Robeson’s view of art and culture is deeply philosophical. For him, art and culture rooted in the people are concrete and depict an inner emotional or intuitive capability which adds vitality to the creation. It is the interaction of the incalculable human capacity with the physical reality that gives birth to something that speaks to the human spirit. This expression of the human spirit is what binds all art and music originating in the East. Robeson asserted that the people of Africa in particular, and Afro-Asia have made some of the greatest contributions to furthering human civilization, particularly in art and culture. It is only in applied science that the West rose ahead and claimed its superiority on this basis. However, this excessive emphasis on applied science has led to an abstract intellectualism and hollowness among the Western bourgeoisie. In developing his intellectualism, the Western bourgeois man lost touch with his creative side. This meant that Western art got trapped in unrooted abstractions that do not speak to an inner human striving and are often lifeless. Robeson said: “A blind groping after Rationality resulted in an incalculable loss in pure Spirituality... we grasped at the shadow and lost the substance and now we are altogether not clear what the substance was.”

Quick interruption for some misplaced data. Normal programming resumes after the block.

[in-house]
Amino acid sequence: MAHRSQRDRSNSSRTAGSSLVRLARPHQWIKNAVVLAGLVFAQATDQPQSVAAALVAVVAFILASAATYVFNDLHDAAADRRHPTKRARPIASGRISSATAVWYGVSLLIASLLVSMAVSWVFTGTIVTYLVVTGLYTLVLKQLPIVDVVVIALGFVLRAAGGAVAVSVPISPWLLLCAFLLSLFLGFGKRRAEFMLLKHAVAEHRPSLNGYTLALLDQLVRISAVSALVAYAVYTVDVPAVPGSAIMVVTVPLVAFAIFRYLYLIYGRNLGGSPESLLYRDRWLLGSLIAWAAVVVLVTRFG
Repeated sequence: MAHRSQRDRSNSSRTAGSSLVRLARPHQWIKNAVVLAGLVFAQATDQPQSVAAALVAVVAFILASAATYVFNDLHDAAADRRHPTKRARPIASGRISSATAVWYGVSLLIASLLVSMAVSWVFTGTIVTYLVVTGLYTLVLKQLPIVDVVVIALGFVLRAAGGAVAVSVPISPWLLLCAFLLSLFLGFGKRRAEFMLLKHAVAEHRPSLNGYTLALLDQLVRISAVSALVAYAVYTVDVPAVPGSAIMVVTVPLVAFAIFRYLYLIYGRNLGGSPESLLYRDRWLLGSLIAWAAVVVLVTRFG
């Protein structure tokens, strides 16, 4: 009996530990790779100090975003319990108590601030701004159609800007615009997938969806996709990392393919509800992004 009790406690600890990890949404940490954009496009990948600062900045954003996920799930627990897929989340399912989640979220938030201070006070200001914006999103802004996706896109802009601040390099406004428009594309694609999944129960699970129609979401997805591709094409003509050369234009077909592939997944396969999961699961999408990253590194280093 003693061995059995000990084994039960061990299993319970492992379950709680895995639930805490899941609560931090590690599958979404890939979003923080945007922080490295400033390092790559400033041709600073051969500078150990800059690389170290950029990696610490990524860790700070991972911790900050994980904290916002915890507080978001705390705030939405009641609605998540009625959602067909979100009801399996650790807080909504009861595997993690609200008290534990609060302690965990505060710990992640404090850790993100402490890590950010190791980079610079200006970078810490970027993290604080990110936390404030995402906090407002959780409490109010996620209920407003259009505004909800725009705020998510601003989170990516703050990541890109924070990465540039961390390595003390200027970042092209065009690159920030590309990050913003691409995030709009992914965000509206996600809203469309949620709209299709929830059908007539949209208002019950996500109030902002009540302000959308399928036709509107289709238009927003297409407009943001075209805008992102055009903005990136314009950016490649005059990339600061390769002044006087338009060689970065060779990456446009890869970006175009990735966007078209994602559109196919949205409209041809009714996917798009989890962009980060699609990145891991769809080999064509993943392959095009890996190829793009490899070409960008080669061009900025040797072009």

Culture, through its reflection of material and spiritual conditions of a people, serves as a touchstone to assess the historical claims made by imperialism. Robeson argued that Africa with all the linguistic and artistic diversity represented a highly advanced civilization similar to other civilizations, like China. He recognized that imperialism relied on denying that darker humanity, especially Africa, had made any contributions to the world and that they were “primitive” in order to justify the exploitation of the colonized people. The history and social roots of Black music and art were distorted to portray Black culture as imitative, and produced by people who were meek and submissive. So, he made it his mission to educate the world about the immense contributions that his people had made to the world. Robeson declared: “In my music, my plays, my films, I want to carry always this central idea; to be African. Multitude of men have died for less worthy ideals; it is even more eminently worth living for.” He urged Black people to not fall prey to the racist theories of inferiority of the African race and embrace their roots. He said: “He (American Negro) sees only the savagery, devil-worship, witch doctors, voodoo, ignorance, squalor and darkness taught in American schools. Where these exist, he is looking at the broken remnants of what was in its day a mighty thing; something which has perhaps not been destroyed but only driven underground, leaving ugly scars upon the earth’s surface to mark the place of its ultimate reappearance.”  He felt that only the Black man with his "immense emotional capacity" could revive and bring new life to the culture in America. But, if on the other hand, the Black man were to imitate the White society, he would lose the immense artistic wealth that his people had accrued over the course of history through struggle.